On his first day in Turkey, Pope Francis emphasized the urgent need to bring an end to the ongoing conflicts in the Middle East, and in particular in Syria and Iraq, and called for “the solidarity of all believers” to counteract “fanaticism and fundamentalism, as well as irrational fears which foster misunderstanding and discrimination” which fuel such conflicts and much else.
He addressed this pressing need for peace and the importance of such solidarity when he spoke to the Turkish authorities in the newly built one-thousand room presidential White Palace, within two hours of his arrival here in Ankara, the capital of this country of 76 million, which ranks as the world’s sixth most populous Muslim state.
After receiving a state welcome, with a guard of honor and 21 gun salute, and conversing for one hour with President Recep Tayyip Erdogan - 30 minutes in private, and a further 30 minutes together with a small group of senior advisors from both sides, Pope Francis went to the heart of a problem that is close to his heart: peace in the Middle East region and the contribution that Christian and Muslim religious leaders can make to overcoming and preventing such conflicts.
“For too long – he said - the Middle East has been a theatre of fratricidal wars, one born of the other, as if the only possible response to war and violence must be new wars and further acts of violence”; and he asked, “ How much longer must the Middle East suffer the consequences of this lack of peace?”
“We must not resign ourselves to ongoing conflicts as if the situation can never change for the better! With the help of God, we can and we must renew the courage of peace!”, he stated.
“Such courage will lead to a just, patient and determined use of all available means of negotiation, and in this way achieve the concrete goals of peace and sustainable development.”, he added.
He expressed his conviction that interreligious and intercultural dialogue “can make an important contribution” to reaching this “urgent goal”, so that there will be “an end to all forms of fundamentalism and terrorism which gravely demean the dignity of every man and woman and exploit religion.”
The solidarity of all believes can play a crucial role here, he said, but it must rest on the following pillars: “respect for human life and for religious freedom, that is the freedom to worship and to live according to the moral teachings of one’s religion; commitment to ensuring what each person requires for a dignified life; and care for the natural environment.”
He underlined the fact that the peoples and the states of the Middle East “stand in urgent need of such solidarity, so that they can ‘reverse the trend’ and successfully advance a peace process, repudiating war and violence and pursuing dialogue, the rule of law, and justice.”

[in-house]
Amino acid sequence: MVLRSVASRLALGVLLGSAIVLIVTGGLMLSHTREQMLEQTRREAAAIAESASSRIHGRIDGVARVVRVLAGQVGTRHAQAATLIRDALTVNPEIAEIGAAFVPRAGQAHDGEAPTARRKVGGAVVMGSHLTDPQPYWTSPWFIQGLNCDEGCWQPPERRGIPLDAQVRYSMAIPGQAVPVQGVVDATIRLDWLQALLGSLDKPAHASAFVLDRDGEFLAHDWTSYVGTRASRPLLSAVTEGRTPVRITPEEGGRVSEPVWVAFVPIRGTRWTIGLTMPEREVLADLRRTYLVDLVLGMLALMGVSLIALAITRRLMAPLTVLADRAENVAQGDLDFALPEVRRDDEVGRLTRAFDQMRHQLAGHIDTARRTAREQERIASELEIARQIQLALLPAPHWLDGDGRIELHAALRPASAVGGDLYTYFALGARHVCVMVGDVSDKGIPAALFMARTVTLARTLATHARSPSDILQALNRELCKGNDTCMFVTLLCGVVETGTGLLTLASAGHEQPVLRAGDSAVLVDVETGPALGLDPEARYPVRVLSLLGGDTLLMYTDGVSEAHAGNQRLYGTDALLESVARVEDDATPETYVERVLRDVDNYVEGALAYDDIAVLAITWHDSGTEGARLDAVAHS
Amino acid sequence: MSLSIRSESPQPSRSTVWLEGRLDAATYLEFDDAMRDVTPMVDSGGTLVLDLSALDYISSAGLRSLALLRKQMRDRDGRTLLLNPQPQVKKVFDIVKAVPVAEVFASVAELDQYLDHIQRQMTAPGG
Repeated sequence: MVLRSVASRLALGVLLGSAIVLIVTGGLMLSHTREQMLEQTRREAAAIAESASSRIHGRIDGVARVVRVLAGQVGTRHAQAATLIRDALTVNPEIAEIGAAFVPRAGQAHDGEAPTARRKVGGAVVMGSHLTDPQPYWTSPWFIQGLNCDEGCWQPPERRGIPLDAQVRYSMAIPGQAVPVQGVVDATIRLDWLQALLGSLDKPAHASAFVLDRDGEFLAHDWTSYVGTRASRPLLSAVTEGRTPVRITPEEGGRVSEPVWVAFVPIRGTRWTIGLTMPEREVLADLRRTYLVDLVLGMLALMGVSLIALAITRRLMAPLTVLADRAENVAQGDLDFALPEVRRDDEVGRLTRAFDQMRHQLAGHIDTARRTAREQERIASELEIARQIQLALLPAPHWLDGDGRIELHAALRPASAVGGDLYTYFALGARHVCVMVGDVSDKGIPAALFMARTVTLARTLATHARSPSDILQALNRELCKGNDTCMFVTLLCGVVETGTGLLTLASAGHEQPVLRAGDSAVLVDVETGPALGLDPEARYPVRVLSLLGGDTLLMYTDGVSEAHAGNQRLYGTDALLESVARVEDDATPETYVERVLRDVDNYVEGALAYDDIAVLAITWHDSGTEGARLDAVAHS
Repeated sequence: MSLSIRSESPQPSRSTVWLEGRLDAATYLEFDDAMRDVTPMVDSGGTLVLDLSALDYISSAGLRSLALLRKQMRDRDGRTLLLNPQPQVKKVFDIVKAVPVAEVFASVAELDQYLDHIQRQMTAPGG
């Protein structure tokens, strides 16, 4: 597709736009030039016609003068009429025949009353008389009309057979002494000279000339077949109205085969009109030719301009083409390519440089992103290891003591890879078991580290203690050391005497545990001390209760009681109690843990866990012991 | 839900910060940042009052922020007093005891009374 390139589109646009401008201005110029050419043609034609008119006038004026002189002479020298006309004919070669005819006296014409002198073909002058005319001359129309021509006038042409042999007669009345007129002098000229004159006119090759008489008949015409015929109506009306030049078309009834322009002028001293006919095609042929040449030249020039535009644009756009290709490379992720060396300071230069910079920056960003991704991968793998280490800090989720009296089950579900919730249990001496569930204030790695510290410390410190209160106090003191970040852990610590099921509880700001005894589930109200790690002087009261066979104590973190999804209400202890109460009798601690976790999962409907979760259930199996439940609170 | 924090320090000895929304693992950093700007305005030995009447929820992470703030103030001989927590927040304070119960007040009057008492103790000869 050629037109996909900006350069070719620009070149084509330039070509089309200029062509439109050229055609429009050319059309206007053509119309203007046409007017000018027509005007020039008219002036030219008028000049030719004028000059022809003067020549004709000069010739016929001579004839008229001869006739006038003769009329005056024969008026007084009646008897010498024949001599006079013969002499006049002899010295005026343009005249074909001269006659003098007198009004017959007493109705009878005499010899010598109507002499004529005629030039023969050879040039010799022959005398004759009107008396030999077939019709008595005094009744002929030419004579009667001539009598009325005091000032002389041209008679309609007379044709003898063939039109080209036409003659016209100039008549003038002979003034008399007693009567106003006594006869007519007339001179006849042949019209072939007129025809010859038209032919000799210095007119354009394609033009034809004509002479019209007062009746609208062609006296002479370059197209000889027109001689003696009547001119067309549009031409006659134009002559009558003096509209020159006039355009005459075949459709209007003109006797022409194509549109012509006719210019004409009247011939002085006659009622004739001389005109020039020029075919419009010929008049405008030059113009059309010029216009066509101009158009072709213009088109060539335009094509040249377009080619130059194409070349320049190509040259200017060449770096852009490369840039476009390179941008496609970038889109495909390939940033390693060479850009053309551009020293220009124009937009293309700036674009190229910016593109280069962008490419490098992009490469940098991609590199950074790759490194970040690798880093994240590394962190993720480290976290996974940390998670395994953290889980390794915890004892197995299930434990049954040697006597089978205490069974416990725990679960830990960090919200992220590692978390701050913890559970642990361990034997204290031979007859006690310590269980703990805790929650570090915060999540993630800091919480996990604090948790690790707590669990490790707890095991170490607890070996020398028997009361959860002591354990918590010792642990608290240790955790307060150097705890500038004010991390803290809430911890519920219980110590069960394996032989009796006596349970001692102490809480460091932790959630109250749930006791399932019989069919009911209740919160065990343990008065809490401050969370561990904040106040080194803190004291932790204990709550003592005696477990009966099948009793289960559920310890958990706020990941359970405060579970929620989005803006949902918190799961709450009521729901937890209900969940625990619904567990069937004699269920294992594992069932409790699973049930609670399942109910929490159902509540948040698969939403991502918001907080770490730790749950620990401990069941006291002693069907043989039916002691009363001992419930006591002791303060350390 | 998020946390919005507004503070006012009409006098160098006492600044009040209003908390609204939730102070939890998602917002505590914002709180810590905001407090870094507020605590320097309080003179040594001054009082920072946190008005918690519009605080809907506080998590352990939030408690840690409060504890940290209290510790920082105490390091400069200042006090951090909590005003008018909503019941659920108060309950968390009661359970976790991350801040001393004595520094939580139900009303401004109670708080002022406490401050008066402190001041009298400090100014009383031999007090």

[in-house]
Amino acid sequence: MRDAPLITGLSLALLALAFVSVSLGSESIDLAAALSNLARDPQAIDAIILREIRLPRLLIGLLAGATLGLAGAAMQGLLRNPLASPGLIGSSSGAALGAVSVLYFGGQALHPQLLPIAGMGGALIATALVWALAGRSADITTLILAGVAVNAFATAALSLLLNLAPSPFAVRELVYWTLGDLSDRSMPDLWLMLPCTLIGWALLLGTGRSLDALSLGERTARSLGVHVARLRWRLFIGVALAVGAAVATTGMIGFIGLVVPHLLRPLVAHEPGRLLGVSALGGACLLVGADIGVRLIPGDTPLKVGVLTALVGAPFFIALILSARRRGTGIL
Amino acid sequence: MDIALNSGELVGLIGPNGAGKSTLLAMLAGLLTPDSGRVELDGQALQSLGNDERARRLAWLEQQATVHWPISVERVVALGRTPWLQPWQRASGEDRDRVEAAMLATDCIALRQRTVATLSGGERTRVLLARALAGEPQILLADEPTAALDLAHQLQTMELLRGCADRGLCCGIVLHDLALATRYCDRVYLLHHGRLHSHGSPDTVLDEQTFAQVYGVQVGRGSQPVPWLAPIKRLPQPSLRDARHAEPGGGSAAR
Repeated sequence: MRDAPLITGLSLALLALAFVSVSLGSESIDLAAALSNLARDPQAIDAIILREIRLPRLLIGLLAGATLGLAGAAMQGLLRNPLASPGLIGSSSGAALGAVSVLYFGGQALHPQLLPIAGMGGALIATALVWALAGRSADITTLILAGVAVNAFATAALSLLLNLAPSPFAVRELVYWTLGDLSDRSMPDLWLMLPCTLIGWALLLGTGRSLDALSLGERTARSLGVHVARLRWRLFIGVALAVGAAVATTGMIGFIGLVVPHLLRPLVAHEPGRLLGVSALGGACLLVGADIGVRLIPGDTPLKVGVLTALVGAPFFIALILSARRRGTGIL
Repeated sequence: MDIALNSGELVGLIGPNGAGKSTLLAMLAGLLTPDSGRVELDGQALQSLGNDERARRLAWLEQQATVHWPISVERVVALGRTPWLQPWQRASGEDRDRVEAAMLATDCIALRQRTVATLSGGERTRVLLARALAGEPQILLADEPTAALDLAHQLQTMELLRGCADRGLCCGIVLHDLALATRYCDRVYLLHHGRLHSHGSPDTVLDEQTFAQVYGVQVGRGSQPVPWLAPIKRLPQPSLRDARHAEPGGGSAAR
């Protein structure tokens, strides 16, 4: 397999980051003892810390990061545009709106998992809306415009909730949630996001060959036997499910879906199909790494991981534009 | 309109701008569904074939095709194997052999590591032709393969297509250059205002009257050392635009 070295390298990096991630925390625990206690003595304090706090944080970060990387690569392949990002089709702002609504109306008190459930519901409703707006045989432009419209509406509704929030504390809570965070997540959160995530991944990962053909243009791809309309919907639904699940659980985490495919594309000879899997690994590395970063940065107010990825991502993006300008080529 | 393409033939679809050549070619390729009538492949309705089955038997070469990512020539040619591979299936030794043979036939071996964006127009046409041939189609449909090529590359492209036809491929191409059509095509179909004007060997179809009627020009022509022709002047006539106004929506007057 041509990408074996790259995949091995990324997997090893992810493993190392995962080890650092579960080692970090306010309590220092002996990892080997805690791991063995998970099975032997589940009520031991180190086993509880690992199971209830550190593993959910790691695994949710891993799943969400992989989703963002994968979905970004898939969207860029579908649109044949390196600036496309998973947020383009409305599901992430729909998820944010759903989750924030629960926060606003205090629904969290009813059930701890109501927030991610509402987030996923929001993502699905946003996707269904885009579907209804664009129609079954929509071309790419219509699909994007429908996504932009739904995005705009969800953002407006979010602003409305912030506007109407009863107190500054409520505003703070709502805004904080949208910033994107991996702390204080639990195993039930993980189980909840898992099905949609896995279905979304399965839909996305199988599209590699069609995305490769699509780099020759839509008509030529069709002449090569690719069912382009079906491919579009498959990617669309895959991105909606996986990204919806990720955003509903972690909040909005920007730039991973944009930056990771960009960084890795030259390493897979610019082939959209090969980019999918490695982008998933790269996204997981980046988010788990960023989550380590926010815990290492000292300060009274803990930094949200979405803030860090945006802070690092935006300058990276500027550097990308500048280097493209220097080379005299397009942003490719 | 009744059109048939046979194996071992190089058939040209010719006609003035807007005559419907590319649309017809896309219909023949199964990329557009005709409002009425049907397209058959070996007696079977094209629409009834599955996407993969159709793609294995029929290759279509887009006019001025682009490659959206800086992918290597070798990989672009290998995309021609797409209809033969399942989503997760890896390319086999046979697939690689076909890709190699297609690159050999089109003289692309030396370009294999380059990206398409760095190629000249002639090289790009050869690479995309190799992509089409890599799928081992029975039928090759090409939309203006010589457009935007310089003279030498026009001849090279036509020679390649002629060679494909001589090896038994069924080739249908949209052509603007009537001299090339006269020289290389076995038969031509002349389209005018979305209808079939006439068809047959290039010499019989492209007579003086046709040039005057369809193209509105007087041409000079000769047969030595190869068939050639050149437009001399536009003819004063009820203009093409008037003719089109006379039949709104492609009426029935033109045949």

To underline that urgency he pointed to what is happening in Syria and Iraq today where “terrorist violence shows no signs of abating. Prisoners and entire ethnic populations are experiencing the violation of the most basic humanitarian laws. Grave persecutions have taken place in the past and still continue today to the detriment of minorities, especially – though not only – Christians and Yazidis. Hundreds of thousands of persons have been forced to abandon their homes and countries in order to survive and remain faithful to their beliefs”
He reminded his audience that it is necessary “to move forward patiently in the task of building a lasting peace, one founded on respect for the fundamental rights and duties rooted in the dignity of each person.” In this way, he said, “we can overcome prejudices and unwarranted fears, leaving room for respect, encounter, and the release of more positive energies for the good of all.”
And in words that have particular relevance for the minority religious groups in Turkey and elsewhere in the region, Pope Francis said, “ it is essential that all citizens – Muslim, Jewish and Christian – both in the provision and practice of the law, enjoy the same rights and respect the same duties. They will then find it easier to see each other as brothers and sisters who are travelling the same path, seeking always to reject misunderstandings while promoting cooperation and concord religious beliefs.”
Speaking before the Pope at the Palace, President Erdogan said that in their hour-long conversation they had agreed “on almost every issue”, including fighting terrorism, violence, the dominance of money and what this gives rise to, prejudices in the Christian and Islamic worlds, rising hatred and Islamophobia in the West, and the identification of Islam or Muslims with terrorism. He slammed the ‘state terrorism’ in Syria and the violation of the rights of Muslims in Jerusalem. And he went on to express his view that terrorist organizations like ISIS, Al Qaeda, and Boko Haram have arisen also as a result of many years of wrong policies and double standards by the West, and indicated the need for a change of direction.